Microsoft Vista blogger campaign causes controversy

REDMOND. WA: With the Vista OS consumer launch a month away, Microsoft and PR firm Edelman reportedly embarked upon a program which involved gifting Vista-loaded PCs to select bloggers.

REDMOND. WA: With the Vista OS consumer launch a month away, Microsoft and PR firm Edelman reportedly embarked upon a program which involved gifting Vista-loaded PCs to select bloggers.

However, despite the team's disclosure measures, the effort was not met by a universally positive reaction.

According to multiple accounts, Edelman sent out Acer Ferrari computers, properly disclosed its relationship with Microsoft, and reportedly offered no review ultimatums to the recipients. Additionally, some bloggers reported receiving e-mails saying that they could return the product after they finished reviewing Vista or donate it or gift it to readers. Standard operating procedure at most traditional publications is to return review items after using them.

But because some bloggers first mentioned their new laptops without disclosing that they were gifts from Microsoft and circuit manufacturer AMD, a controversy was set into motion.

Fueling the discussion, a number of bloggers criticized the tactic for other reasons: that, by gifting a computer that retails $1,800 to $2,000, the company obscured how Vista would work on a more widely used computer and also masked how difficult it might be to download the software; and a gift might induce bloggers to positive reviews.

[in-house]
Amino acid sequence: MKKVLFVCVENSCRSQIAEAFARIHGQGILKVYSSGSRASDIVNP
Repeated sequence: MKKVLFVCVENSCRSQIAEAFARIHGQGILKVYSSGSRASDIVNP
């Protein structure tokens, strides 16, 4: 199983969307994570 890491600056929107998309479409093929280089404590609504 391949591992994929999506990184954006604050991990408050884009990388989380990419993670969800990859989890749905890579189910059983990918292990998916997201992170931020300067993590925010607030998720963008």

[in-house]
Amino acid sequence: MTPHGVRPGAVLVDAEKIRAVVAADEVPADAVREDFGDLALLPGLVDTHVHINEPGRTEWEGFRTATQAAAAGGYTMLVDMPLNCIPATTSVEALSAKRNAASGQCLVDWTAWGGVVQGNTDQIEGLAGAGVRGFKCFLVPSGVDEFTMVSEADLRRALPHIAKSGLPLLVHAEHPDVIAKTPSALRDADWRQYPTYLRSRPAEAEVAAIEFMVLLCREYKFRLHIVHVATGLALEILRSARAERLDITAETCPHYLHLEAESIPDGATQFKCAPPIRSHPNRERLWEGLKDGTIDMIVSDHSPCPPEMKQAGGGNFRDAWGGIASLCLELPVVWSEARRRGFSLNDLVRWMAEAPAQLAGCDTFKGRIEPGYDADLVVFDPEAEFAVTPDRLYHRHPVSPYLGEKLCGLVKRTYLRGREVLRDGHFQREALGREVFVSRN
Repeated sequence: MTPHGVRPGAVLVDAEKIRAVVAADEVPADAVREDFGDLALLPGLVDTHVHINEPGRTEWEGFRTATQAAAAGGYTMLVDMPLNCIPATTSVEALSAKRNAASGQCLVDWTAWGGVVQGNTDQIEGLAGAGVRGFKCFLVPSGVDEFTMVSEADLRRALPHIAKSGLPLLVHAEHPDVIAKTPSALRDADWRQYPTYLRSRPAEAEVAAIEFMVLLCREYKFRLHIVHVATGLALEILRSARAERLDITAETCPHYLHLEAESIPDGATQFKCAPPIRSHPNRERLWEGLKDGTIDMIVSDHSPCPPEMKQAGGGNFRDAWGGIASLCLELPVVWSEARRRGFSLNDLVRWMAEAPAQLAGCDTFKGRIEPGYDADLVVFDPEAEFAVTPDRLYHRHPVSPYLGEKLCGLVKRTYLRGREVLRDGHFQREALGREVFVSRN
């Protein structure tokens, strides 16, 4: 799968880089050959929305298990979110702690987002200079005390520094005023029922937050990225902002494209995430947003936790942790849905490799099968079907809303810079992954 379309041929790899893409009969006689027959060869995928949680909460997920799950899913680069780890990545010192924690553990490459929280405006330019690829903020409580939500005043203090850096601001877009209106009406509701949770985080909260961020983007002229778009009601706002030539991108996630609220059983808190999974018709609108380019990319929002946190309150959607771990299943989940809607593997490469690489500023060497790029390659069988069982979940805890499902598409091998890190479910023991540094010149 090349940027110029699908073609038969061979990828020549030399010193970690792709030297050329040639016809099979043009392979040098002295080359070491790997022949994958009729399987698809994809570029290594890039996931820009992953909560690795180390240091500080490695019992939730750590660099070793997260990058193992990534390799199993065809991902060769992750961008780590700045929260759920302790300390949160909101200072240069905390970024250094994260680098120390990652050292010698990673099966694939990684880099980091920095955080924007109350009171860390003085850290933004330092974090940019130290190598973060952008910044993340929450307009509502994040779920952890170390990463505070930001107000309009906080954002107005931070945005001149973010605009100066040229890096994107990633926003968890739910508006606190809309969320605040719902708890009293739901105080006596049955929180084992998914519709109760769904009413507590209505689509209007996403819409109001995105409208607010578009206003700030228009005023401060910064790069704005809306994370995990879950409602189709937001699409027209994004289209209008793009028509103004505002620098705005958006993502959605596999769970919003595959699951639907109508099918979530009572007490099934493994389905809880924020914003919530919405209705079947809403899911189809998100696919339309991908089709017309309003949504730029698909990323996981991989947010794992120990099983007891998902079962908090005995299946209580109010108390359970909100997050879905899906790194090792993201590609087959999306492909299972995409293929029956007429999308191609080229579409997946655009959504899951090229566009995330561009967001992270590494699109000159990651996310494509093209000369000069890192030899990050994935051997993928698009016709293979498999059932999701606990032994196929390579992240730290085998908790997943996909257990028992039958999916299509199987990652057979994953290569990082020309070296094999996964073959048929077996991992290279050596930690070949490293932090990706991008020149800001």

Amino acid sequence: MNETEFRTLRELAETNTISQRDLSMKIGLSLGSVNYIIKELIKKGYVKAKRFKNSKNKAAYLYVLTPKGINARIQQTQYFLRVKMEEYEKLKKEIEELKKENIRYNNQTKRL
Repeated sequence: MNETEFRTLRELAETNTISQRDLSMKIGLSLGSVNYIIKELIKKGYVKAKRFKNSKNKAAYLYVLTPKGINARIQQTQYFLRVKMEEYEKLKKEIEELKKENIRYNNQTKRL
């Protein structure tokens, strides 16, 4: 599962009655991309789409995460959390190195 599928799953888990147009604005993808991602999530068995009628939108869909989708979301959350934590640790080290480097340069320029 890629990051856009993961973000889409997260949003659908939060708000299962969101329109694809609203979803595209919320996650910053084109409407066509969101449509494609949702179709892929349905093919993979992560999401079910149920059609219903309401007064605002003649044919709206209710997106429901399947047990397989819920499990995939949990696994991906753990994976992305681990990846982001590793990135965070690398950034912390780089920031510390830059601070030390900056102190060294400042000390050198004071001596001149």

One such recipient, Michael Arrington, editor of TechCrunch, wrote: "It's a kick ass operating system. If you happen to be running it on a $4,000 computer, at least."

Waggener Edstrom is Microsoft's AOR for Vista and Office products, but the computing giant hired Edelman in October to handle the global consumer launch of the Vista product. A source at WagEd said the agency was not involved in this campaign.

Arrington posted parts of the e-mail from a Microsoft employee on his blog, CrunchNotes.com, including the following excerpt: "This would be a review machine, so I'd love to hear your opinion on the machine and OS. Full disclosure, while I hope you will blog about your experience with the PC, you don't have to. Also, you are welcome to send the machine back to us after you are done playing with it, or you can give it away to your community, or you can hold onto it for as long as you'd like. Just let me know what you plan to do with it when the time comes. And if you run into any problems let me know. A few of the drivers aren't quite final, but are very close."

Another recipient, Marshall Fitzpatrick, former TechCrunch writer and director of content at media startup SplashCast, reported that he received an e-mail from the Microsoft-Edelman team.

"As you write your review I just wanted to emphasize that this is a review PC. I strongly recommend you disclose that we sent you this machine for review, and I hope you give your honest opinions," the staffer wrote.

Two Edelman reps contacted could not immediately be reached for comment. A search on Edelman's blog page could not find any response to the Vista situation.

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